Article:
There is a niche bracket of footballers who possess the ability to excite and frustrate fans in equal measure. Middlesbrough winger and West Ham transfer target Adama Traore is one such footballer, belonging in said bracket.
The former Barcelona youngster is a closetful of contradictions. On the one hand, he’s blessed with all the natural ability you’d expect of a La Masia product; on the other, he’s perennially struggled to turn it into success at senior level. Likewise, whilst 1537 minutes of Premier League action last term produced no goals and just one assist, only two players throughout the entire division completed more dribbles – Eden Hazard and Wilfried Zaha – than the 21-year-old, from nearly twice as much game-time.
Clearly, there is an immense talent within Traore. But equally clearly, his last two clubs, Aston Villa and Middlesbrough, and his last four managers, Tim Sherwood, Remi Garde, Aitor Karanka and Steve Agnew, have all failed to get it out of him.
He wouldn’t be the first or the last footballer to struggle to show his true worth in his younger years, but for a former Barcelona prospect with over 100 senior club appearances under his belt, not to mention 16 outings for Spain at youth level, Traore probably should be a little further along the learning curve right now.
Unquestionably, the Spaniard’s greatest flaw is his lack of output, which was practically non-existent for Middlesbrough last season. In stark contrast to averaging the most dribbles per match of any player in the Premier League, he produced less than one effort at goal every two appearances and averaged just over one key pass every ninety minutes. Even his passing accuracy finished up at a miserly 70%, the third-worst of any outfield Boro player to make more than ten Premier League starts.
But concerns regarding Traore stem deeper than that. Footballing intelligence is a bigger underlying factor behind his modest output than technique, a failure to make the right decisions in the right scenarios, and he’s still tactically naive, which is why Villa and Boro were both reluctant to trust him in relegation battles.
Likewise, Traore’s understanding of team ethic remains open to some debate; he was one of the stars of the show in Barcelona’s B-string and sometimes seems still caught in that mindset. Defensively too, his contribution can be lazily limited – just 26 tackles and six interceptions last season.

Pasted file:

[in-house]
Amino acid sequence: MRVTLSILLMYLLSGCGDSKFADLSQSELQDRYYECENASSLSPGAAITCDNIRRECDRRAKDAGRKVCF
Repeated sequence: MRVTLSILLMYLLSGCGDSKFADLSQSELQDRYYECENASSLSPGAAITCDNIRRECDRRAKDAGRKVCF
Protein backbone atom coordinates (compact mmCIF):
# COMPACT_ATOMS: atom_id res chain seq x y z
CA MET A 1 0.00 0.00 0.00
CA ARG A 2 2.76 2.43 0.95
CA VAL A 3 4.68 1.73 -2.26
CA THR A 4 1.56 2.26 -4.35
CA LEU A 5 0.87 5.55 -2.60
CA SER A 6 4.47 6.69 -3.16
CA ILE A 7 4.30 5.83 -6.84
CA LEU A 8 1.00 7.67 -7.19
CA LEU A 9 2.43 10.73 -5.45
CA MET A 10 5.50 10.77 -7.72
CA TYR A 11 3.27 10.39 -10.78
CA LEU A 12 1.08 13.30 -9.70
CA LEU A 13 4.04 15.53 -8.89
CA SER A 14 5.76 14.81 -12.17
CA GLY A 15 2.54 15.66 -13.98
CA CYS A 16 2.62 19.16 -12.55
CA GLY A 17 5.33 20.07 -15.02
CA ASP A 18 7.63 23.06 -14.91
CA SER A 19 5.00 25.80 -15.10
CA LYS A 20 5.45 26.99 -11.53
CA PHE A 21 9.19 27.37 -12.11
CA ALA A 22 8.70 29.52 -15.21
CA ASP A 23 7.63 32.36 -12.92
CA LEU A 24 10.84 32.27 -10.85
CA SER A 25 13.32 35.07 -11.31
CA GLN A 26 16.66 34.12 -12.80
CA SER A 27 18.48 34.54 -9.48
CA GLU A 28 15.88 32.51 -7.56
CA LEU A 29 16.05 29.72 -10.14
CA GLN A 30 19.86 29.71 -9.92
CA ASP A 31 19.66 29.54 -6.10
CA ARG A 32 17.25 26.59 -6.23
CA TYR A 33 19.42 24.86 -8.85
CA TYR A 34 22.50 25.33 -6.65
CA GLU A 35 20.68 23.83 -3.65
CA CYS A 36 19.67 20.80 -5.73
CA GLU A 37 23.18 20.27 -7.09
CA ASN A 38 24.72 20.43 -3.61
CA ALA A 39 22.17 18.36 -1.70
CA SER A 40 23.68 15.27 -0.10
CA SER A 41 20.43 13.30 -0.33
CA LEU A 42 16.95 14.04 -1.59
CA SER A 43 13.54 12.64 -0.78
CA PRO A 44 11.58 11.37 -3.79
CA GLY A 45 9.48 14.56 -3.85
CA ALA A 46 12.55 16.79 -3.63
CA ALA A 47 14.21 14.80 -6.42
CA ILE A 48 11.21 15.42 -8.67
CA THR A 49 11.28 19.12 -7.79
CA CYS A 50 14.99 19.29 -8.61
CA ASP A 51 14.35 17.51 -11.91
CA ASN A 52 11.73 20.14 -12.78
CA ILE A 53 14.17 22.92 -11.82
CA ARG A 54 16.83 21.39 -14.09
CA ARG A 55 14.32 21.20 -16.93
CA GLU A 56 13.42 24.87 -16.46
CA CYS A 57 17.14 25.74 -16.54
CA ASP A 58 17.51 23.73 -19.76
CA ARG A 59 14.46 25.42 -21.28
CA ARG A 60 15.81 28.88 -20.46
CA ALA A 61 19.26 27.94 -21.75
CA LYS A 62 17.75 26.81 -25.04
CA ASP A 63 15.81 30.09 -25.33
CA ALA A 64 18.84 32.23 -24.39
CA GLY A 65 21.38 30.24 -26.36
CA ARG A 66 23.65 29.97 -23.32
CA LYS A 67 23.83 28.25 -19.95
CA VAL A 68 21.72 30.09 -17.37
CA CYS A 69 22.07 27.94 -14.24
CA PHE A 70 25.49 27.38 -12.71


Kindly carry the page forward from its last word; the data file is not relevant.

Yet, many young footballers have weaknesses of this variety, especially young wide-men incredibly confident in their own abilities. The real question for a suitor like West Ham is whether Traore’s qualities can outweigh his flaws to the extent that he becomes advantageous to the team. Although there’s still some work to be done, it’s already clear Traore is a risk worth taking.
After all, close control and dribbling is half the battle in football and for what Traore lacks in output, he gains in being able to run the ball into the right areas, often dazzling his way past two or three defenders to take them out of the game in the process. If the Spaniard can improve the other aspects of his game to a decent-to-average level, he’ll be a real force in attack, one who could go onto great things.
But even if he doesn’t, dribbling when used correctly can be an invaluable asset, moving the team twenty or thirty yards up the pitch by drawing fouls or winning throw ins, providing an outlet on the counter or simply drawing defenders to make room for other players.
That’s the service Traore’s provided for Boro and Villa over the last few seasons and although neither will be remembered as particularly positive spells in his career, more blame should be placed on two clubs who mustered up just 54 Premier League goals between them than a youngster still learning his trade. As much as Traore’s lack of output is an individual problem, it can also argued both of his Premier League employers didn’t use him efficiently.
Regardless, one assumes Traore’s contributions would be more effective in a more competent team surrounded by better players. Perhaps more importantly and more specificially, West Ham need an attacker capable of doing what the youngster provides.
Excepting midseason departure Dimitri Payet, no Hammers player averaged more than 1.6 successful dribbles per match last season and with the Frenchman’s returns taken away, Slaven Bilic’s side ranked 13th throughout the Premier League for completed dribbles and 9th for fouls won. Playing Traore week in, week out would boost those returns and likely provide the Hammers with more opportunities to score from set pieces – something they managed the fourth-most times of any Premier League side last season.
With his seeming suitability to the Hammers in mind, not to mention the potential for Traore to one day realise the enormous potential heralded of him in his Barcelona days, the £8million fee being mooted – albeit £1.2million higher than the winger’s market value according to TransferMarkt – seems like a steal; a modest fee that would not only improve Bilic’s options in attack next season but could lead to an enormous mark-up in a few years’ time.
There may be bigger, more glamorous and more exciting transfers in the Premier League this summer, but Traore is already shaping up to be the league’s shrewdest signing.